Penn State’s Center for Nanoscale Science releases a new website full of family-friendly, at-home science experiments
With families stuck at home because of the coronavirus pandemic, the need for quality online resources to help fill the time has skyrocketed. But don’t fret — Penn State’s Center for Nanoscale Science has just launched Mission: Materials Science.
“People are looking for simple, engaging activities to do with their kids at home, and that’s exactly what this is,” says Kristin Dreyer, the center’s director for education and outreach. “Everything is meant to be do it yourself, at home, with things that you can find pretty easily in your house or kitchen.”
Developed in partnership with The Franklin Institute, the site explores materials science through a combination of interactive, guided experiments and short video stories told by scientists about related research — all targeted to children ages 8–13, and (of course) their siblings and parents.
The story clips feature materials scientists from the Center for Nanoscale Science — Penn State’s National Science Foundation (NSF)-funded Materials Research Science and Engineering Center (MRSEC) — and Cal State LA, a partner institution to Penn State through the NSF’s Partnerships for Research and Education in Materials (PREM) program. The experiments also contain a video component, featuring high school-aged volunteers from The Franklin Institute who explain each activity step by step, hopefully inspiring kids to want to do them on their own.
“Our partnership with The Franklin Institute has actually been going on since the early 2000s,” Dreyer said. “At that time, it was not a common trend for university research centers to partner with a museum, so we were among the early promoters.”
Over the years, the Center for Nanoscale Science and The Franklin Institute have worked together to design a series of popular museum kits — for hands-on demonstrations guided by a docent — that would eventually become the basis for many of the activities on the Mission: Materials Science site.
“The question became, ‘In what new and novel way can we utilize the strengths we've already established doing these kits? How can we build upon that successful foundation?’” Dreyer explains. “The website is really just a new way of delivering engaging activities that kids can enjoy.”
The site currently hosts eight activities, each typically 20–30 minutes long, presented in three “phases.” In the first phase, “Break Down,” participants learn about the atoms and molecules that make up all materials. In the second phase, “Build Up,” they examine how different assembly methods can alter a material’s final properties. And in the third phase, “Control,” they discover how scientists manipulate even the tiniest bits of matter. Each activity is led by a high school student and followed up by a real-life materials scientist explaining the concepts through their own research.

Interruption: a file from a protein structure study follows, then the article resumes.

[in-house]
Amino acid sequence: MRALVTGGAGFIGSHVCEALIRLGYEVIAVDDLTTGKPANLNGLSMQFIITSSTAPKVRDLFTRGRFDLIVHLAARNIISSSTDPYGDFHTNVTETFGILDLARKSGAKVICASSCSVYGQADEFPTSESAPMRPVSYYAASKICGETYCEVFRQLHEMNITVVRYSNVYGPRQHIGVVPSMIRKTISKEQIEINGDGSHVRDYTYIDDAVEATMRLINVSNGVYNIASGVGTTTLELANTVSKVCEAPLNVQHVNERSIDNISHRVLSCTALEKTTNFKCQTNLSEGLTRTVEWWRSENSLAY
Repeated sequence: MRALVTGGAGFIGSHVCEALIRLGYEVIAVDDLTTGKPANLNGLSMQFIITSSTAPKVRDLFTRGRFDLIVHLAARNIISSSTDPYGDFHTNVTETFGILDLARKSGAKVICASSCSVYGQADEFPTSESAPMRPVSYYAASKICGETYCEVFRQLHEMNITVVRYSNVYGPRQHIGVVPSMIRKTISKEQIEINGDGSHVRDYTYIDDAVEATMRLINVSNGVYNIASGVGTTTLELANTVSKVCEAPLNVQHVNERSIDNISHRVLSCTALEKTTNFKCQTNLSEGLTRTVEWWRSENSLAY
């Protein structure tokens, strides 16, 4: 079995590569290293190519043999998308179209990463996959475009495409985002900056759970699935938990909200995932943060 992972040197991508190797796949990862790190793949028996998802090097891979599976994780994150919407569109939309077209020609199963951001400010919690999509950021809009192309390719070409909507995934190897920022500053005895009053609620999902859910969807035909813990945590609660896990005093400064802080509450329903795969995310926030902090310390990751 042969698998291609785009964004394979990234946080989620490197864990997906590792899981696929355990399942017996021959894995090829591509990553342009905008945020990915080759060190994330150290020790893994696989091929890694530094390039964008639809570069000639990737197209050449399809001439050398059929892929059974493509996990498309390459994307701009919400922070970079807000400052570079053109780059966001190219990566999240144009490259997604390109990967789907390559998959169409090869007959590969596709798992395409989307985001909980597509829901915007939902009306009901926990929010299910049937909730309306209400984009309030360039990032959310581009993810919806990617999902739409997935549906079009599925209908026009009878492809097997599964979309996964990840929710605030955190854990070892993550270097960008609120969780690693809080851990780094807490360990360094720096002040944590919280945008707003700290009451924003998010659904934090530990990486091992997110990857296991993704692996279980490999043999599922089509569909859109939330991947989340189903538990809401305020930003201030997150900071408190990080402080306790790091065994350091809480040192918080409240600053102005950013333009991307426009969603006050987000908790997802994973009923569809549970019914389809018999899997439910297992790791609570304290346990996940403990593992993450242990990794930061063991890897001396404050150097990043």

Looking ahead, the center is developing more material for the site in collaboration with another PREM partner, North Carolina Central University, as well as another MRSEC — the Laboratory for Research on the Structure of Matter — at the University of Pennsylvania.
“There’s a personal tie there,” Dreyer says. “Tom Mallouk, our former chemistry department head moved to Penn. So we‘ve partnered with his group along with Penn’s MRSEC. We are also fortunate that North Carolina Central University and Cal State LA both chose the Penn State MRSEC as their PREM partner, and both were successfully awarded these prestigious NSF grants. The website project is a great opportunity to collaborate externally to develop several new activities, which we hope to post to the site by early fall.”
As COVID-19 quarantines are lifted and social distancing requirements relaxed, Dreyer also hopes to take graduate students from Penn State’s MRSEC out into the community to help promote the site through in-person outreach efforts. In the meantime, she’s already been in touch with a number of local outreach partners to spread the word — after all, the activities are perfect for doing at home, while sheltering in place.
“We really want to get this out to the public, to parents and kids, to spark their interest and engagement with science,” she says. “The present circumstances are something you would never wish for, but if our efforts can be helpful to caregivers, educators, and summer programs, I'm excited that the site is now a ready resource for inspiring kids to explore materials science.”